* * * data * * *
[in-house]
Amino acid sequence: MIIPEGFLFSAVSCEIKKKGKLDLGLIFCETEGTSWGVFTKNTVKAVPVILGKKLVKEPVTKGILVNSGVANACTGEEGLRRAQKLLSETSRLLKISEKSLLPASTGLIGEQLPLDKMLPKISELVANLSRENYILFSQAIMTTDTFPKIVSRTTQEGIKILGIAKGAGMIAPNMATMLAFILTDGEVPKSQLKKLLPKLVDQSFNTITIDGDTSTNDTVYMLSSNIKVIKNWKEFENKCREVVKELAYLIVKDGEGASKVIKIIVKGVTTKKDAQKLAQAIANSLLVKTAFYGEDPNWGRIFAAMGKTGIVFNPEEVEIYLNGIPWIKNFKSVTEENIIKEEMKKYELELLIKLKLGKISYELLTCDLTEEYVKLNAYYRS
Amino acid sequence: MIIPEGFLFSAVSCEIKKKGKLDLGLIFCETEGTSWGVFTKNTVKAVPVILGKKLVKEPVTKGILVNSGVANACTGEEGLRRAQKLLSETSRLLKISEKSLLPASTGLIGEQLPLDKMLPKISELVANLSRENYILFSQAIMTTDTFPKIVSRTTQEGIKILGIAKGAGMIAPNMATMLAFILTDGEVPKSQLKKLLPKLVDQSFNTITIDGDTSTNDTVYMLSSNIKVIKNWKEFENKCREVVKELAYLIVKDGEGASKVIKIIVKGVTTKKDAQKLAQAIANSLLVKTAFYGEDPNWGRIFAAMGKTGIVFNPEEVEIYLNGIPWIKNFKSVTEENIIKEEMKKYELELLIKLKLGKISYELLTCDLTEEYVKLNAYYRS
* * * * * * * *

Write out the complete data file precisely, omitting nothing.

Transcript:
[in-house]
Amino acid sequence: MIIPEGFLFSAVSCEIKKKGKLDLGLIFCETEGTSWGVFTKNTVKAVPVILGKKLVKEPVTKGILVNSGVANACTGEEGLRRAQKLLSETSRLLKISEKSLLPASTGLIGEQLPLDKMLPKISELVANLSRENYILFSQAIMTTDTFPKIVSRTTQEGIKILGIAKGAGMIAPNMATMLAFILTDGEVPKSQLKKLLPKLVDQSFNTITIDGDTSTNDTVYMLSSNIKVIKNWKEFENKCREVVKELAYLIVKDGEGASKVIKIIVKGVTTKKDAQKLAQAIANSLLVKTAFYGEDPNWGRIFAAMGKTGIVFNPEEVEIYLNGIPWIKNFKSVTEENIIKEEMKKYELELLIKLKLGKISYELLTCDLTEEYVKLNAYYRS
Amino acid sequence: MIIPEGFLFSAVSCEIKKKGKLDLGLIFCETEGTSWGVFTKNTVKAVPVILGKKLVKEPVTKGILVNSGVANACTGEEGLRRAQKLLSETSRLLKISEKSLLPASTGLIGEQLPLDKMLPKISELVANLSRENYILFSQAIMTTDTFPKIVSRTTQEGIKILGIAKGAGMIAPNMATMLAFILTDGEVPKSQLKKLLPKLVDQSFNTITIDGDTSTNDTVYMLSSNIKVIKNWKEFENKCREVVKELAYLIVKDGEGASKVIKIIVKGVTTKKDAQKLAQAIANSLLVKTAFYGEDPNWGRIFAAMGKTGIVFNPEEVEIYLNGIPWIKNFKSVTEENIIKEEMKKYELELLIKLKLGKISYELLTCDLTEEYVKLNAYYRS